What Are Quesadillas?
In Mexican cuisine, quesadillas are part of the vast family of foods known as antojitos (“little cravings”), small, savory bites served as appetizers (other examples include tacos dorados and tostadas) or as a late-night bite after a few drinks. In Mexico City, the word quesadilla is something of a catchall, used to describe almost anything folded up in a corn tortilla.
On the streets in Mexico City, quesadillas are often served fried, like an empanada. Hence these vegan (so, yes, cheeseless) quesadillas filled with a special part of the corn known as huitlacoche. Huitlacoche is used frequently in Mexican food and is, technically speaking, a fungus that infects corn and causes the kernels to swell up into dark, puffy growths.
Gabriela Cámara’s Quesadillas Doradas Recipe
Prep Time15 min
Total Time45 min
Cook Time30 min
Gabriela is all about experimenting with the ingredients that are readily available to you, so if corn smut isn’t something you can find (or stomach), try this same technique to create quesadillas with other fillings. Gabriela recommends ricotta cheese, chicken tinga, braised greens, squash blossoms, crumbled chorizo, or some combination thereof.
- 325 grams fresh huitlacoche
- 1 Liter grapeseed oil (or other vegetable oil)
- 95 grams white onion, minced
- 12 grams garlic, minced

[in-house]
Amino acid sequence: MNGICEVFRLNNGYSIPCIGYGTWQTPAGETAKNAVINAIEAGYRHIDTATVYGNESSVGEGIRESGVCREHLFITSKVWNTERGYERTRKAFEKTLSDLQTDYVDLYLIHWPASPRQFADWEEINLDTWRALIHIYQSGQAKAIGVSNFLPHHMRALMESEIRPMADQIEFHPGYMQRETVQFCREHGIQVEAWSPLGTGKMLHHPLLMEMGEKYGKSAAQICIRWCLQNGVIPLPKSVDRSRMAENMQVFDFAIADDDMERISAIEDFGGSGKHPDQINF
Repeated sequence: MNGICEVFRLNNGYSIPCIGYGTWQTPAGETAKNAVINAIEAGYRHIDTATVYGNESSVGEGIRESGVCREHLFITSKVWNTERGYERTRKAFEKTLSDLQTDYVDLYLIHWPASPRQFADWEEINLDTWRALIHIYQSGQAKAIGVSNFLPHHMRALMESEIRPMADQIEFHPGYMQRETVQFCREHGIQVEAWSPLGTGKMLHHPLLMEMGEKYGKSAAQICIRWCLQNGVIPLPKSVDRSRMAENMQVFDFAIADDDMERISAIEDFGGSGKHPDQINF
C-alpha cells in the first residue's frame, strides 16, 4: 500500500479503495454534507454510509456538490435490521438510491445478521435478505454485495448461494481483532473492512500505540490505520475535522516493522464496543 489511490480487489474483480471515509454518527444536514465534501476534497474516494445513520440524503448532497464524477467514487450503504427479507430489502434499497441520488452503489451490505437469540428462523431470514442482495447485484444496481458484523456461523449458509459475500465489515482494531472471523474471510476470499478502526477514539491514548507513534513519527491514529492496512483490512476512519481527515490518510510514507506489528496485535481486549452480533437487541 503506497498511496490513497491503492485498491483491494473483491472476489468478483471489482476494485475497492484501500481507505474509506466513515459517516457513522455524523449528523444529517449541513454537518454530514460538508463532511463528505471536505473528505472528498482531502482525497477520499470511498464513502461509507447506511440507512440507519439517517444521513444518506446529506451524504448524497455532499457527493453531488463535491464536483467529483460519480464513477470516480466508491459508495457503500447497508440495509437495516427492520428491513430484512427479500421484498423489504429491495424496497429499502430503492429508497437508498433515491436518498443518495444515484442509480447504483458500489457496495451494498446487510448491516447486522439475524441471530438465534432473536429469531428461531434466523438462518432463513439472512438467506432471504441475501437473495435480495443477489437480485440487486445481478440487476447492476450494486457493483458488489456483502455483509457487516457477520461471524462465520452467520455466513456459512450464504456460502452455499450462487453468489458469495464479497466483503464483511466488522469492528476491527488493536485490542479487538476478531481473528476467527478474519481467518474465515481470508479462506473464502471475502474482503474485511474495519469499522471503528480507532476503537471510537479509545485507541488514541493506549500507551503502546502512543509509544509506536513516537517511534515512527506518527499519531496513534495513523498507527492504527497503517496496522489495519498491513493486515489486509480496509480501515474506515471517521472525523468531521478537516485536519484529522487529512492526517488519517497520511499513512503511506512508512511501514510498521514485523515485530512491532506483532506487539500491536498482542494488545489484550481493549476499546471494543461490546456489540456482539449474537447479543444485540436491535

- 3 grams chile serrano, deseeded and minced
- Salt, to taste
- 260 grams fresh corn masa
- 7 grams epazote, finely chopped
- 200 grams Salsa Verde Cruda
- Prepare the huitlacoche: Remove the husk and any stray hairs from the corn cob. Holding the kernel upright on its stem side, use a sharp knife to slice the kernels off, working top to bottom.
- Cook the filling. In a medium sauté pan over medium heat, heat 12 milliliters of the grapeseed oil. Add the onion and sweat until translucent, about 2 minutes. Add the garlic and the serrano, stir to combine, then add the huitlacoche. Decrease the heat to medium-low and add more oil if necessary to avoid sticking or burning. Cook, stirring often, until all vegetables are softened, 3–5 minutes. The huitlacoche will darken as it cooks. Season with salt and stir in the epazote. Turn off the heat, cover the mixture, and set aside while you make the tortillas.
- Make the tortillas: Roll out golf ball-size masa balls and press in a tortilla press, between two sheets of plastic. Open the press and remove the top sheet of plastic, leaving the tortilla on the bottom piece of plastic and on the press. Spoon 2 scant tablespoons of the huitlacoche mixture in the center of the tortilla. Be careful not to overfill.
- Seal the quesadillas: To seal, lift both sides of the plastic and bring the bottom edge of the tortilla to meet the top. Using your fingers, gently pinch the edges of the tortilla together through the plastic, pushing out any air before closing completely. Your finished quesadillas should resemble empanadas or ravioli. Repeat this process until all of the filling is gone.
- Fry the quesadillas: Heat the remaining grapeseed oil in a large heavy-bottomed pot or Dutch oven over medium-high heat until a thermometer reads 350°F. Line a plate with paper towels. Working in batches to avoid overcrowding, carefully add 2 to 3 quesadillas to the hot oil. Use a spatula or wire skimmer to ensure that they do not stick together, and cook, rotating occasionally, to ensure all sides are golden brown, about 8–10 minutes.
- Let cool and serve. Use a fine-mesh strainer or wire skimmer to transfer the quesadillas to the paper towel-lined plate and allow them to drain and cool slightly. Serve hot with Salsa Verde Cruda on the side.
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